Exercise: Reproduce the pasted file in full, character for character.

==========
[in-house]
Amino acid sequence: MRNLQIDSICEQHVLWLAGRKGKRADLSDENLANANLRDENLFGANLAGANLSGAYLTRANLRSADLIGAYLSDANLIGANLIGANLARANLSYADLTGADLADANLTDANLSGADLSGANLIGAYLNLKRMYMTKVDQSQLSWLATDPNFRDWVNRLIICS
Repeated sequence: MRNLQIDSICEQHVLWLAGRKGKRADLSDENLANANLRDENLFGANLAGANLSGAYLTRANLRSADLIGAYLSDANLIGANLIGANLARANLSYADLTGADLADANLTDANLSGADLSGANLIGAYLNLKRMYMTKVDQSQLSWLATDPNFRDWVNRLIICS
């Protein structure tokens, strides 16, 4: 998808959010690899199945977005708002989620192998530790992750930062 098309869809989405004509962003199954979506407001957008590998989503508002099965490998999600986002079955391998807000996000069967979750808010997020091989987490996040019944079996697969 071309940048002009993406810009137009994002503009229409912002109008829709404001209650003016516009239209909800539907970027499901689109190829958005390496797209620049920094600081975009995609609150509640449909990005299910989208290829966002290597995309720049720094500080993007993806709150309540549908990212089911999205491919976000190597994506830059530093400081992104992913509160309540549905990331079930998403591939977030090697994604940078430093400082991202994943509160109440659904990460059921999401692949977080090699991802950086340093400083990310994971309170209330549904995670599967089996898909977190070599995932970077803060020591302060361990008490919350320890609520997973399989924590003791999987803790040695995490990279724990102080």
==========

[in-house]
Amino acid sequence: MRNLQIDSICEQHVLWLAGRKGKRADLSDENLANANLRDENLFGANLAGANLSGAYLTRANLRSADLIGAYLSDANLIGANLIGANLARANLSYADLTGADLADANLTDANLSGADLSGANLIGAYLNLKRMYMTKVDQSQLSWLATDPNFRDWVNRLIICS
Repeated sequence: MRNLQIDSICEQHVLWLAGRKGKRADLSDENLANANLRDENLFGANLAGANLSGAYLTRANLRSADLIGAYLSDANLIGANLIGANLARANLSYADLTGADLADANLTDANLSGADLSGANLIGAYLNLKRMYMTKVDQSQLSWLATDPNFRDWVNRLIICS
């Protein structure tokens, strides 16, 4: 998808959010690899199945977005708002989620192998530790992750930062 098309869809989405004509962003199954979506407001957008590998989503508002099965490998999600986002079955391998807000996000069967979750808010997020091989987490996040019944079996697969 071309940048002009993406810009137009994002503009229409912002109008829709404001209650003016516009239209909800539907970027499901689109190829958005390496797209620049920094600081975009995609609150509640449909990005299910989208290829966002290597995309720049720094500080993007993806709150309540549908990212089911999205491919976000190597994506830059530093400081992104992913509160309540549905990331079930998403591939977030090697994604940078430093400082991202994943509160109440659904990460059921999401692949977080090699991802950086340093400083990310994971309170209330549904995670599967089996898909977190070599995932970077803060020591302060361990008490919350320890609520997973399989924590003791999987803790040695995490990279724990102080």